USA Today did not report that Neuralink's implants killed nearly 3,000 monkeys. The viral screenshot shared online has been fabricated.
On November 30, during an event at Neuralink's Fremont, California, headquarters, the company's co-founder Elon Musk revealed that it was 'expecting' to begin human trials for its implant – that aims to allow a person to control a computer with their brain – within six months. Following this news, Facebook users shared a screenshot of an article allegedly published by the American news website USA Today, titled "Elon Musk's Neuralink implants have killed nearly 3,000 monkeys since last December, 98% fatality rate." According to the image, the article carries the byline of a reporter, Bailey Schulz, and was supposedly published on November 30, 2022. The image was also shared on Twitter and Instagram. However, the screenshot is not of an actual article published by USA Today.
On carrying out a reverse image search of the screenshot, we found the same picture was uploaded on December 1, 2022, by writer and comedian Sophia Benoit on her Twitter account. The tweet, which carried the image and the text "no one is talking about how 60 monkeys can now make hands-free phone calls," has garnered over 100k likes and 8k retweets. However, the next day Benoit tweeted in the same thread as the viral image, clarifying that the screenshot was fake and was intended to be a joke.
We then searched the USA Today website to see if it had published any article making a similar claim. We did not find any article with the alleged headline, including by Bailey Schulz, who is a reporter with the media house. We were, however, able to find a USA Today article by Schulz from December 1, 2022, with the headline, "Elon Musk's Neuralink wants people to control computers with their minds. How close are they?"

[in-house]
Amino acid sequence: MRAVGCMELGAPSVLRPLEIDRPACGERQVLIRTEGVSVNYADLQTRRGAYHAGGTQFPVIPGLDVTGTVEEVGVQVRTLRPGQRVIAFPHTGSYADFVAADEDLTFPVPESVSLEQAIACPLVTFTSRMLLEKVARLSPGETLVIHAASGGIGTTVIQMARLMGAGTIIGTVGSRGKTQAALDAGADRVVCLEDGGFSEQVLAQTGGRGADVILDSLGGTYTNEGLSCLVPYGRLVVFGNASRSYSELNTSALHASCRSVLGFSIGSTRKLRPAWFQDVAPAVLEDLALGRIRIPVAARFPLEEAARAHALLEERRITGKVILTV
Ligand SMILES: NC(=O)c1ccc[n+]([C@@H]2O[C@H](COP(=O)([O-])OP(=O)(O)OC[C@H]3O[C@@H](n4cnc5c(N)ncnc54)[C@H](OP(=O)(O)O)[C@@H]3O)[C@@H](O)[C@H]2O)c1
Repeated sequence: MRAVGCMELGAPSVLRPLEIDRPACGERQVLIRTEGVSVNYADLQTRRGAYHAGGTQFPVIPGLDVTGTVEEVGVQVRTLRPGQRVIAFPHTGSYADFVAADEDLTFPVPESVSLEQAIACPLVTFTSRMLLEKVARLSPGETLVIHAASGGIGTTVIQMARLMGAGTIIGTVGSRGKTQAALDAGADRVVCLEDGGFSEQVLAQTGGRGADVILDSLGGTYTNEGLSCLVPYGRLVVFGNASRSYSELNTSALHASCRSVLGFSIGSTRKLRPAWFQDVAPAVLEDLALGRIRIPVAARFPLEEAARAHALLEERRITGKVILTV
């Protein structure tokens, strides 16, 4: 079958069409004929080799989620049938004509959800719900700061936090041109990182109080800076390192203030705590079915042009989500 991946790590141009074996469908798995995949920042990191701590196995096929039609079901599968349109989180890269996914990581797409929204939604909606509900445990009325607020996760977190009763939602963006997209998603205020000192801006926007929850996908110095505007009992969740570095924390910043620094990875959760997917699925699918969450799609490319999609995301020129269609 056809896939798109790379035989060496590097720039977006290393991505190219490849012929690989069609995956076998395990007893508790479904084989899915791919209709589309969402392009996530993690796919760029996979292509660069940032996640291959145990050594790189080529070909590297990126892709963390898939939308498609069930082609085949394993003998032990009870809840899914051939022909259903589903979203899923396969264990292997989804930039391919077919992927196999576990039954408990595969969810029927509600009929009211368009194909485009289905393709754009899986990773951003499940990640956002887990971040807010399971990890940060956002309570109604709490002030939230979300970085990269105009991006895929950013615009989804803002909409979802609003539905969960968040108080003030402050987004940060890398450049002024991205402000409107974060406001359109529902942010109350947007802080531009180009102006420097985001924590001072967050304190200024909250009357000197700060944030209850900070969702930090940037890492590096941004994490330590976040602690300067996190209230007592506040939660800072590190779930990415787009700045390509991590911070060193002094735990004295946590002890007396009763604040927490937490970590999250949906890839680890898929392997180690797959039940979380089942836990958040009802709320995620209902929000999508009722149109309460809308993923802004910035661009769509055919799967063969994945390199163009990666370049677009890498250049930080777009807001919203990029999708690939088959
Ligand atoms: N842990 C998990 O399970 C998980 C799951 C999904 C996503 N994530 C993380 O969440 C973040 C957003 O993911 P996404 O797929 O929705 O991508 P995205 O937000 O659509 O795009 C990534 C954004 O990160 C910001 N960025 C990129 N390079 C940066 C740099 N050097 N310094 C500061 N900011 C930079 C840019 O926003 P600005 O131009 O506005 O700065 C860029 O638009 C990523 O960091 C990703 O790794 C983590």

This article reports what Musk said at the Neuralink event about expecting to begin human testing in 2023, but notes that the company has had to change its timelines in the past. It also notes that Neuralink has admitted that eight monkeys were euthanized during the research conducted during its collaboration with the University of California, Davis (UC Davis). The USA Today article does not mention any claims of 3,000 monkeys being killed or a 98% fatality rate.
The same details in this article on USA Today were also included in a previous article by Schulz on its website on November 29, ahead of the Neuralink event. The November 29 article includes a video at the start, a screengrab of which appears to have been used for the fake screenshot being shared on Facebook and social media.
According to a statement from Neuralink on February 14, 2022, eight monkeys were euthanized for various reasons during its collaboration with the California National Primate Research Center at UC Davis from 2017-2020. They argue that all animal testing procedures were approved by UC Davis' Institutional Animal Care and Use Committee (IACUC) in accordance with federal U.S. law. Two monkeys were euthanized at scheduled times to gather data, while six were euthanized for medical reasons, Neuralink said, including one because of a complication involving the surgical adhesive BioGlue.